The Sixth Amendment’s Confrontation Clause guarantees that “[i]n all criminal prosecutions, the accused shall enjoy the right … to be confronted with the witnesses against him.” U.S. Const. amend. VI. In Crawford v. Washington, the United States Supreme Court (USSC) held that the admission of testimonial hearsay statements against an accused violates the Confrontation Clause if: (1) the declarant is unavailable to testify at trial, and (2) the accused has had no prior opportunity to cross-examine the declarant. Crawford v. Washington, 541 U.S. at 54. With regard to testimonial statements, Crawford overruled Ohio v. Roberts, 448 U.S. 56 (1980), which held that a hearsay statement is admissible if it bears adequate “indicia of reliability,” i.e., it falls under a firmly rooted hearsay exception or there is an adequate showing of “particularized guarantees of trustworthiness.” See Crawford v. Washington, 541 U.S. at 60; Ohio v. Roberts, 448 U.S. at 66.
The Crawford Court declined to comprehensively define “testimonial.” It did, however, state that the “core class of ‘testimonial’ statements” includes:
- ex parte in-court testimony or its functional equivalent, such as affidavits, custodial examinations, prior testimony that the defendant was unable to cross-examine, or similar pretrial statements that declarants would reasonably expect to be used prosecutorially;
- extrajudicial statements contained in formalized testimonial materials, such as affidavits, depositions, prior testimony, or confessions;
- statements that were made under circumstances which would lead an objective witness reasonably to believe that the statement would be available for use at a later trial; and
- statements taken by police officers in the course of interrogations.
Crawford v. Washington, 541 U.S. at 51-52 (citations omitted). In addition, the USSC stated that testimony “is typically ‘[a] solemn declaration or affirmation made for the purpose of establishing or proving some fact.’” Id. at 51 (quoting 2 N. Webster, An American Dictionary of the English Language (1828)). The Crawford Court further observed that “[a]n accuser who makes a formal statement to government officers bears testimony in a sense that a person who makes a casual remark to an acquaintance does not.” Id. at 51.
Just last year, the USSC provided further guidance on the Crawford decision in Davis v. Washington, ___ U.S. ___, 126 S.Ct. 2266 (2006). There, the USSC dealt with two different domestic violence cases and held (1) a victim’s identification of her abuser in response to initial questions from a 911 emergency operator was not testimonial, but (2) where police responded to a domestic disturbance, found the wife and husband at home, and took a statement from the wife about the husband’s abuse (while the husband was in another room), the wife’s statements were testimonial. The Davis Court explained:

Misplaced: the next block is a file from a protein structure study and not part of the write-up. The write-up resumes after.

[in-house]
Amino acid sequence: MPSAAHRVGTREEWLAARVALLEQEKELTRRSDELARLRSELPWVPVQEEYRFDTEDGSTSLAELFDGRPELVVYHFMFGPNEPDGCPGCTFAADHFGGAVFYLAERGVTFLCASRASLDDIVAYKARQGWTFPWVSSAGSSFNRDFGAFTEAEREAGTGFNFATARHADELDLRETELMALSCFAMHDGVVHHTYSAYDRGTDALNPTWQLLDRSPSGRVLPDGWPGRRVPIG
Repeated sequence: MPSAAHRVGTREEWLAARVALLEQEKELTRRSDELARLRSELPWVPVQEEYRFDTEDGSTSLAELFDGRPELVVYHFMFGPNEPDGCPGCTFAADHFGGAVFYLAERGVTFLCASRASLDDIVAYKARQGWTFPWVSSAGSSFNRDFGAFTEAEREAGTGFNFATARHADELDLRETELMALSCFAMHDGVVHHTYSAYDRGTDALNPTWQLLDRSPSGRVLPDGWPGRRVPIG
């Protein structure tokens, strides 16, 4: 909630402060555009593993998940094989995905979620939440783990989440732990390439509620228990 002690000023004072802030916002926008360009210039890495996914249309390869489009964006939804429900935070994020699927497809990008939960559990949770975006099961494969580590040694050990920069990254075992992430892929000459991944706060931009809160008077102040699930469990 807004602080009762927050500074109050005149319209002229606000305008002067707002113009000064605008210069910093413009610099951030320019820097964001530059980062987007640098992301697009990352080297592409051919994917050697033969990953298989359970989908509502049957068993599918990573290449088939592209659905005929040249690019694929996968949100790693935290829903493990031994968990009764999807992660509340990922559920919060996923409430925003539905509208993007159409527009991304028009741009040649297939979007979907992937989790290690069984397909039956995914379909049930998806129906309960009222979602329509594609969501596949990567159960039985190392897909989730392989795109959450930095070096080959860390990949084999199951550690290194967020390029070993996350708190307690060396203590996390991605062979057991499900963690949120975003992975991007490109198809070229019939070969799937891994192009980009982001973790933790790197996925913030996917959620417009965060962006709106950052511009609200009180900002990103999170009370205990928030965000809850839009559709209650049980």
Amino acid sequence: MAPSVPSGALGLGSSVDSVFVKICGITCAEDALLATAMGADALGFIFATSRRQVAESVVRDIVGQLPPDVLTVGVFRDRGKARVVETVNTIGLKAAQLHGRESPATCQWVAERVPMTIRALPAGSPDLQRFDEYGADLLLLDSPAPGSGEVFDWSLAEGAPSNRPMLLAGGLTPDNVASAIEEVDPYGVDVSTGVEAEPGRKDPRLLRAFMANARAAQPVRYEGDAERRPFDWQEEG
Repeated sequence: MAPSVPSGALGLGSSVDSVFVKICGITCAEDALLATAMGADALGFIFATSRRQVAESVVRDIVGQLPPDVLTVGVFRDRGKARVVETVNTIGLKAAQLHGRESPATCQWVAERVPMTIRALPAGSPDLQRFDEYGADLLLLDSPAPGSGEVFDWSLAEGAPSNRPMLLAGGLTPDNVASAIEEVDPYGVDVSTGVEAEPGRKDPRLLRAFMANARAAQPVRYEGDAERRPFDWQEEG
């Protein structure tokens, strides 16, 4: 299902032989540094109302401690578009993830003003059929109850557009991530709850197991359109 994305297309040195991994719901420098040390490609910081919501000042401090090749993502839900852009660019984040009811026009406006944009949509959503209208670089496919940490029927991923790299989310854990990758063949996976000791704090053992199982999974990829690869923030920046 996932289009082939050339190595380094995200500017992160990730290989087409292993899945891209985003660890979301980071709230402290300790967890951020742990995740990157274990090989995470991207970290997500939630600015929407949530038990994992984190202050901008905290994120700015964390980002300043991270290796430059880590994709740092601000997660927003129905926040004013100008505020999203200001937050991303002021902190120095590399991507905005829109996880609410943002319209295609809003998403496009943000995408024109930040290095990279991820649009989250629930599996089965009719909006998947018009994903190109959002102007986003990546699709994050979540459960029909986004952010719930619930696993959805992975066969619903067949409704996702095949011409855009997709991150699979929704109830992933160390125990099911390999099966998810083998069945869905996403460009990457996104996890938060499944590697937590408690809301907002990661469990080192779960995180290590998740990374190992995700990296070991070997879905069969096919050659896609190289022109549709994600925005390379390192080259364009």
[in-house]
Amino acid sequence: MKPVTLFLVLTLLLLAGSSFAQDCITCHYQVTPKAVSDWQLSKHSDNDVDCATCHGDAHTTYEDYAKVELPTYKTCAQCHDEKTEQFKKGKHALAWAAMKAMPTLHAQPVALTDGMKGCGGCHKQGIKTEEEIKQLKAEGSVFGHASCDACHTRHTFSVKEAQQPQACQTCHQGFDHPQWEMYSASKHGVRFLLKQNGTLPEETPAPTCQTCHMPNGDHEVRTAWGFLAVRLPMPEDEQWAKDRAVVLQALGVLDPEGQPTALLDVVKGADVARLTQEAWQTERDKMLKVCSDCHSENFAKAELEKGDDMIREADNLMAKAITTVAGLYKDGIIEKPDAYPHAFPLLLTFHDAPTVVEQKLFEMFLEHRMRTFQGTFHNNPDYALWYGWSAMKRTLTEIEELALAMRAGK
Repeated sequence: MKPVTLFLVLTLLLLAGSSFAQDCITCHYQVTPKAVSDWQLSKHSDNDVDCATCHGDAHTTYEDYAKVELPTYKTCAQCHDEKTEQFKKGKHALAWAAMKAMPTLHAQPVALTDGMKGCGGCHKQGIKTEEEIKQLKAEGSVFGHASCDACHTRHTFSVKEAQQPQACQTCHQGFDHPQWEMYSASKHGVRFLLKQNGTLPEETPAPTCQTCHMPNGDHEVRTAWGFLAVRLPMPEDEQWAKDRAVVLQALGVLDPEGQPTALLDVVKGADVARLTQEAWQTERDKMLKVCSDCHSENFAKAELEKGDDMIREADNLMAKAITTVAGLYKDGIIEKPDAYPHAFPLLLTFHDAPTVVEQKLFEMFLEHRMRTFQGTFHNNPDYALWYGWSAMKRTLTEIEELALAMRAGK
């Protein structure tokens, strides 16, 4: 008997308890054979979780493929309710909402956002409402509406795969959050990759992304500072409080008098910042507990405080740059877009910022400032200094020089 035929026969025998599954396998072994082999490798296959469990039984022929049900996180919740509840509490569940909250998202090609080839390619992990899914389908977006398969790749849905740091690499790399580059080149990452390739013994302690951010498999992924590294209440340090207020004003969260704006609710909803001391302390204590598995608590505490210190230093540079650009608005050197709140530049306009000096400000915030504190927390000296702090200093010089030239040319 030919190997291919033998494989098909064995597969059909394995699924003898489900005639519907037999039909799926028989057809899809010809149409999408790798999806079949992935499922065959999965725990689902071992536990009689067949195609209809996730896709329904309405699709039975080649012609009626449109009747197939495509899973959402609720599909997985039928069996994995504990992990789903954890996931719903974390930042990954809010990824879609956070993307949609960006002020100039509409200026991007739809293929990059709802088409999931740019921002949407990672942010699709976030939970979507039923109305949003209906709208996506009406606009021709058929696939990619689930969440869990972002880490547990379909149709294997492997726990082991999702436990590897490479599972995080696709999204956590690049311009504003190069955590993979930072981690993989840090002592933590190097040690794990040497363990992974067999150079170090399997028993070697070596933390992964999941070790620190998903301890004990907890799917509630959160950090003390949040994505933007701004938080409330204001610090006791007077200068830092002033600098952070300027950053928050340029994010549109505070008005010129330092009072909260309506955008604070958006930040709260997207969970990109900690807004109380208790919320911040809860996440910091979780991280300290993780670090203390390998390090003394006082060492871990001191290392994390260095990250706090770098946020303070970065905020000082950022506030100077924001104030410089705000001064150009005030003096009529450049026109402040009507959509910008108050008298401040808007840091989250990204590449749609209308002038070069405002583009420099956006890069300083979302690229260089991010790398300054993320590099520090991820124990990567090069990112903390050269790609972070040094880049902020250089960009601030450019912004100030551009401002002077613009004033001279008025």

Statements are nontestimonial when made in the course of police interrogation under circumstances objectively indicating that the primary purpose of the interrogation is to enable police assistance to meet an ongoing emergency. They are testimonial when the circumstances objectively indicate that there is no such ongoing emergency, and that the primary purpose of the interrogation is to establish or prove past events potentially relevant to later criminal prosecution.
Davis v. Washington, 126 S.Ct. at 2273-74. The Davis Court specifically noted that its holdings related to police interrogations. Id. at 2274 n.1.
Furthermore, while Crawford apparently left Roberts viable as the primary authority for analyzing nontestimonial hearsay, Davis arguably “declared that the Sixth Amendment simply has no application outside the scope of testimonial hearsay.” Tom Lininger, Reconceptualizing Confrontation After Davis, 85 Tex. L. Rev. 271, 285 (2006); see also U.S. v. Tolliver, 454 F.3d 660, 665 n.2 (7th Cir. 2006) (Davis “appears to have resolved the issue, holding that nontestimonial hearsay is not subject to the Confrontation Clause”), cert. denied 127 S.Ct. 1019 (2007).
The hearsay statement at issue in the instant case was made by a two-and-a-half year old girl to her caretakers immediately after they discovered blood coming from her vaginal area. The victim indicated that her “tooch” hurt, and Marla asked what happened. The victim responded by saying appellant “did it,” and then quickly stating he “didn’t do nothing.”